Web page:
Authorities in Paraguay say that Brazilian crime boss Jarvis Chimenes Pavâo hatched a plot to assassinate President Horacio Cortes, but politicians and media outlets have called into question the veracity of these allegations.
Citing intelligence reports, Interior Minister Francisco De Vargas said on September 2 that Pavâo had put a $5 million bounty on the head of President Cortes and his family, reported Hoy.com. The head of Paraguay's National Anti-Drug Secretariat (SENAD), Hugo Vera, also said that Pavâo was planning to kill the president.
Brazilian hit men had reportedly crossed into Paraguay to carry out the attack ordered by Pavâo, who had lived a life of luxury in eastern Paraguay before US, Brazilian and Paraguayan authorities arrested him in 2009.
Pavâo replicated the relative luxury of his lifestyle inside his spacious cell in Tacumbú prison, which was equipped with a kitchen, air conditioning, several televisions and a sound system, among other items. But in late July, Cortes ordered security forces to move the crime boss to a special police facility, bringing an end to his stay in what one local media outlet said resembled a hotel spa more than a prison cell.
Shortly after the transfer orders, prison guards deactivated a bomb that inmates had allegedly planted within the facility on orders from Pavâo. Interior Minister De Vargas said the alleged plot to assassinate Cortes was also motivated by Pavâo's transfer.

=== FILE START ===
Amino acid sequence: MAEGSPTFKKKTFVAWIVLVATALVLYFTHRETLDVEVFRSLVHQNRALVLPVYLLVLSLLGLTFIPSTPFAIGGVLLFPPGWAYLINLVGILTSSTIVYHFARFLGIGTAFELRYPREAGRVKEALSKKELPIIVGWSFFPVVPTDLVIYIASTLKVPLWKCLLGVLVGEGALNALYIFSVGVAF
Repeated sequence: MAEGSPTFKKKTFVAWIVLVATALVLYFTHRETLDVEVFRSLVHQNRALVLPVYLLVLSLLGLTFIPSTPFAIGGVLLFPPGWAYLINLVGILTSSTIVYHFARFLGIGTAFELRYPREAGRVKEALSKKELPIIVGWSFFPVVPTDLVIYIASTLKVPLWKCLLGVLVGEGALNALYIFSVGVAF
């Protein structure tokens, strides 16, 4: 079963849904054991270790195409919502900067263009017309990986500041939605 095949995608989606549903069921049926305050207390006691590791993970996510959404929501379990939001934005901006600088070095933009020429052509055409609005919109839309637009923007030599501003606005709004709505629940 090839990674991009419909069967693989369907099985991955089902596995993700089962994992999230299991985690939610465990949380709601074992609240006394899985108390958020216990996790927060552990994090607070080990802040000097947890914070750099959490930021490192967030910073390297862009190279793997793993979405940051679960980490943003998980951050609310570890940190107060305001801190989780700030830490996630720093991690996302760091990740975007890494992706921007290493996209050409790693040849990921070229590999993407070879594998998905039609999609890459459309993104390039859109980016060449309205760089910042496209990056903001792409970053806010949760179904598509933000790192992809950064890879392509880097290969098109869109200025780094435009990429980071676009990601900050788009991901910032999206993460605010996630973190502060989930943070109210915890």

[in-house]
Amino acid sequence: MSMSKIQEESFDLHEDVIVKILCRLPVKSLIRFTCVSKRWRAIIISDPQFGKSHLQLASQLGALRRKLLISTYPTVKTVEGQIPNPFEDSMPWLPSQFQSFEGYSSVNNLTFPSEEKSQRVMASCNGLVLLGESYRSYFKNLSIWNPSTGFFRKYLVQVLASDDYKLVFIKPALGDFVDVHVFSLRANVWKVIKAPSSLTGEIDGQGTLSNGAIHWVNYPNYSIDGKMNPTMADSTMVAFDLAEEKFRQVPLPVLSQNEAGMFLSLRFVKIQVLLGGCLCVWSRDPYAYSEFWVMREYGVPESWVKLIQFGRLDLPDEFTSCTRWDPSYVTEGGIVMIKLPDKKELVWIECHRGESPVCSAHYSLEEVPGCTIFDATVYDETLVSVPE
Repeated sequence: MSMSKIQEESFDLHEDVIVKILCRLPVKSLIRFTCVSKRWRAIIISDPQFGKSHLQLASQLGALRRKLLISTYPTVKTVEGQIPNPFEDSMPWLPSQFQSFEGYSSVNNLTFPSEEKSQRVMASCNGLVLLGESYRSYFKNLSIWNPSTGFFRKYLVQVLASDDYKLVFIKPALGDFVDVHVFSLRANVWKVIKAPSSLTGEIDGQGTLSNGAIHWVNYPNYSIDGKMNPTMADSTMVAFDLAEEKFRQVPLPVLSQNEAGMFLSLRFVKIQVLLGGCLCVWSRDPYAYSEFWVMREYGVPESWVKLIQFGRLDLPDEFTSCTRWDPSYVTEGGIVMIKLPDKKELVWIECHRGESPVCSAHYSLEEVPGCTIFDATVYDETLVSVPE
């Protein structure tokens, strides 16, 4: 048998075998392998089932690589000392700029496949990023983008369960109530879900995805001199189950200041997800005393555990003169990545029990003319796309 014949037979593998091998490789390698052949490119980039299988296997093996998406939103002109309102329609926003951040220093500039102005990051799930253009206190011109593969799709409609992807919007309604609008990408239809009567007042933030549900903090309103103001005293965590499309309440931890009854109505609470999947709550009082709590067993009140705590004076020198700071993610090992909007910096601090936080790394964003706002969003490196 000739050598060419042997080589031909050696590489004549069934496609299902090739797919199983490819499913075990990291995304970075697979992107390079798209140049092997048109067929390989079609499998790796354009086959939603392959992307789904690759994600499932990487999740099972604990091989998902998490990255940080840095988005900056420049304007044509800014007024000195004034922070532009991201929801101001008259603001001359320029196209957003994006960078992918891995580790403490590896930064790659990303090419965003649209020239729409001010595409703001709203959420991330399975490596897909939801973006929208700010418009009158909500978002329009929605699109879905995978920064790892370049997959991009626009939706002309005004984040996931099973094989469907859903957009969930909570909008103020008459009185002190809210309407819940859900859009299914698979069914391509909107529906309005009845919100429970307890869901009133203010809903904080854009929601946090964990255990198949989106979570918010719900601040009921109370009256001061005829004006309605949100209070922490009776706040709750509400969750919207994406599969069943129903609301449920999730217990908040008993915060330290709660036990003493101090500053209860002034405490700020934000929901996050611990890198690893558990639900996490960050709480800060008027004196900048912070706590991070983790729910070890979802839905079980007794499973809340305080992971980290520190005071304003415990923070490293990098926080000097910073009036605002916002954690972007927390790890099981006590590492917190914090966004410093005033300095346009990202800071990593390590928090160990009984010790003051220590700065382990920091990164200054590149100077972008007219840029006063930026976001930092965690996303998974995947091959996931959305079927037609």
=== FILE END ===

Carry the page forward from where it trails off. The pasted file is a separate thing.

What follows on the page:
InSight Crime Analysis
Some politicians and media outlets have raised doubts about the allegations of Pavâo ordering a hit on President Cortes. Leading opposition figures have said the report is a way to deflect attention from the government's shortcomings in terms of security. For its part, Paraguayan newspaper ABC Color said it was "striking" that the authorities maintained they have been aware for some time of the attempt to kill Cortes, but they only publicly released the information shortly after the killing of eight soldiers in late August. Authorities suspect that rebel group the Paraguayan People's Army (Ejército del Pueblo Paraguayo - EPP) was responsible for the deadly attack.
Multiple news outlets have also noted that the authorities disseminated the information pertaining to the alleged assassination plot to Hoy.com, which is owned and operated by the Cortes family.
SEE ALSO: Paraguay News and Profile
To be sure, Pavâo has demonstrated the power he wields within the Paraguayan prison system by acquiring an opulent cell and allegedly engineering the attempt to destabilize the Tacumbú facility in July. But assassinating the president would be a qualitative leap in terms of the reach of his influence outside the prison system. After all, Pavâo has been imprisoned in Paraguay since 2009, so it seems questionable that he could mobilize Brazilian hit men to cross the border in order to carry out such a high-risk proposition.
This isn't the first time that an alleged attempt by criminals to kill a president in Latin America has been called into question. Honduran authorities claimed they foiled a plot by a group of drug traffickers from several different countries to assassinate President Juan Orlando Hernandez in September 2014. InSight Crime noted, however, that the report may have simply been a way to improve his standing with the Honduran people or even insulate him from any potential accusations of narco corruption.